Wednesday, August 25, 2010

Clerical sex abuse scandal 'not invention of media'

Clerical sex abuse scandal 'not invention of media'

Wed, Aug 25, 2010

THE IRISH Catholic Church’s child sex abuse scandal is “not an invention of the media” but rather a profound scandal for the Irish faithful, Archbishop of Dublin Diarmuid Martin said yesterday.

Catholics in Ireland, he said, were shocked not just by the sex abuse crimes of priests but also by the handling of those crimes by the Irish hierarchy. Dr Martin made his remarks in Rome yesterday in an address to the annual Rimini gathering of the Italian Catholic lay group, Communione E Liberazione.

Speaking in fluent Italian, and presented as someone who had “paid with his own person” for his faith, Dr Martin was given a very warm reception by the 2,500-strong attendance.

In explaining the state of the contemporary Irish church, he painted a less than flattering picture, saying: “Ireland is undergoing a true revolution in its religious culture.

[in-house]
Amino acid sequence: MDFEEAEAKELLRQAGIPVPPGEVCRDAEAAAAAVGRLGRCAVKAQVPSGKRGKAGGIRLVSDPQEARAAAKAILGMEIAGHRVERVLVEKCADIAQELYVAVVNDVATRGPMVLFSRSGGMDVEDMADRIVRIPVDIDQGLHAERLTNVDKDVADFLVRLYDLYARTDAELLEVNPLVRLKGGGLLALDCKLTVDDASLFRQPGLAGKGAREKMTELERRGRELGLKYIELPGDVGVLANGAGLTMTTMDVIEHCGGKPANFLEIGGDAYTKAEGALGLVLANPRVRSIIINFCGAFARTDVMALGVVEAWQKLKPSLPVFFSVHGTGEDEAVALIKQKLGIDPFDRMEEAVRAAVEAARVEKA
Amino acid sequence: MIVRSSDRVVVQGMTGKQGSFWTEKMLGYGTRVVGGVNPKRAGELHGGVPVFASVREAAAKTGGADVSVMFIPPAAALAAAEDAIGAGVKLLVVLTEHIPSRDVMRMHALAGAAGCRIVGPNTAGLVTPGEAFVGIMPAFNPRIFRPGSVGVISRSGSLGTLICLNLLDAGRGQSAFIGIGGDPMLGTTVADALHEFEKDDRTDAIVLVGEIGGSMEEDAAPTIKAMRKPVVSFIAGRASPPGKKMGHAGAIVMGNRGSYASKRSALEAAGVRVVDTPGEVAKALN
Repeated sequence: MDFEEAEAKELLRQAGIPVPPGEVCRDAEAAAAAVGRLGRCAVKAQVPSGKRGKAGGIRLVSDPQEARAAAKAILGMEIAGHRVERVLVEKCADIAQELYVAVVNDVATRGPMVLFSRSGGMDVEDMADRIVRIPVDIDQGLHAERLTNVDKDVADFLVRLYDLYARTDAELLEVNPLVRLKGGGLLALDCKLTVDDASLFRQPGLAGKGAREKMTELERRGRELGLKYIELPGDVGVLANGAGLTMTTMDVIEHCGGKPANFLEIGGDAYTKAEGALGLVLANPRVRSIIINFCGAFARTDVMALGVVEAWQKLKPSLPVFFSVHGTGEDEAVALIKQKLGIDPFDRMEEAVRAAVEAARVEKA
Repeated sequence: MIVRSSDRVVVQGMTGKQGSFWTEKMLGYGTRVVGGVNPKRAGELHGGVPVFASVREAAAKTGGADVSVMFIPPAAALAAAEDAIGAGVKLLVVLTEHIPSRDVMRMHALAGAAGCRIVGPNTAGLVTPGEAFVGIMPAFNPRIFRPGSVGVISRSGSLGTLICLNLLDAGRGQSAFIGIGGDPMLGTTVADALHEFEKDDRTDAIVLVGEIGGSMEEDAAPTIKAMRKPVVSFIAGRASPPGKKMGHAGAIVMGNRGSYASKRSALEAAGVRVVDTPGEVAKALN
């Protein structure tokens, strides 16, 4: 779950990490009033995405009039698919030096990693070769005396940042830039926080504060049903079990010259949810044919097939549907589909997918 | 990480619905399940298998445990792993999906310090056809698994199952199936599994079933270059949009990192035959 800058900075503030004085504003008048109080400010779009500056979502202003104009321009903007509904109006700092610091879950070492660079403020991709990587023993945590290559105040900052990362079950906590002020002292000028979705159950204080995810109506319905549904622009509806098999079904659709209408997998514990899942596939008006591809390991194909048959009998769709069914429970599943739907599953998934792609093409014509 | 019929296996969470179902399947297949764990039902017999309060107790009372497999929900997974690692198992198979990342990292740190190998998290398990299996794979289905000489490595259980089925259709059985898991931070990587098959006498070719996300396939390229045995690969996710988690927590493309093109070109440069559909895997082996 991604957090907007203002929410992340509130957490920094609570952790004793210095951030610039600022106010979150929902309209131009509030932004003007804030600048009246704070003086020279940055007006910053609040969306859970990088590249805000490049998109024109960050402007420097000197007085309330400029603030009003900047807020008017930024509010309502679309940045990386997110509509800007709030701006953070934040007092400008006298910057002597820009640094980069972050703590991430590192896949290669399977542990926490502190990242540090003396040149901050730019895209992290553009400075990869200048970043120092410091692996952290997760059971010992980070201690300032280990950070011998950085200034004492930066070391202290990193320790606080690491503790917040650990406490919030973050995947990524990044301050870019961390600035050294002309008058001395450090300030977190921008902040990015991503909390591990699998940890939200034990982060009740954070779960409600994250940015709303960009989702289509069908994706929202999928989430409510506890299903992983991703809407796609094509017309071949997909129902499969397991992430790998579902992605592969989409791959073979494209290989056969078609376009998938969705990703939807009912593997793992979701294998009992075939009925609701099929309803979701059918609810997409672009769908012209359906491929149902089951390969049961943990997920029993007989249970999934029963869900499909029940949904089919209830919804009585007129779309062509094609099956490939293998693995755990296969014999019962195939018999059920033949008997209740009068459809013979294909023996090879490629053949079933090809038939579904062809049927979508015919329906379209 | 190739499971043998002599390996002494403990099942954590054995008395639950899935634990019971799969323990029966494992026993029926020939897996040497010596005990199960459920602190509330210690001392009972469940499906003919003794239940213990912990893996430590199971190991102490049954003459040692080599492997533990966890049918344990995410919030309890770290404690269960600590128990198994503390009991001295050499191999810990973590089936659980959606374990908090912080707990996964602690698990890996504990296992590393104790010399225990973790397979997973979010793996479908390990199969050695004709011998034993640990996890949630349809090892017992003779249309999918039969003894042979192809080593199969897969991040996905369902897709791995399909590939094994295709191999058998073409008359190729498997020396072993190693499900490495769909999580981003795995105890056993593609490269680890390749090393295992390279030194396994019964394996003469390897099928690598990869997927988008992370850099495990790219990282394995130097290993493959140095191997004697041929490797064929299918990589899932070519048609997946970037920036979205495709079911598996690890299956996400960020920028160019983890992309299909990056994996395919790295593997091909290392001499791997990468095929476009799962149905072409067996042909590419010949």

“Many foreign observers still think that Ireland is a stronghold of traditional Catholicism. They are surprised to discover, as I was when I returned to Ireland (in 2004), that there are parishes in Dublin where Mass attendance on Sundays is less than 5 per cent, or even as low as 2 per cent in some cases.

“The problem is that many in Ireland and in the Irish church . . . continue to act as if they were still living in a majority Catholic culture . . . ”

Dr Martin said priests in Ireland went about their ministry in an “ideologically polemical” climate created by media sensationalism in coverage of the clerical sex abuse scandals.

“Very few people present themselves as Catholic writers whilst we have lots of people ever ready to comment on Church affairs, often in a sensationalist manner and with little real knowledge of the nature of the Church. “Nonetheless, it has to be underlined without any ambiguity that the scandal of the sex abuse of children by priests and religious in Ireland truly is a scandal and not an invention of the media.

“It is the faithful of all ages who are scandalised not only by the facts of the abuse but above all by the manner in which horrible abuses of children were treated by the hierarchy . . .”

Dr Martin was making his first public appearance since it emerged earlier this month that Pope Benedict had not accepted offers of resignation from Dublin auxiliary bishops Eamonn Walsh and Ray Field.

Dr Martin made no reference to that matter. Talking to The Irish Times later, the archbishop declined to comment.

© 2010 The Irish Times

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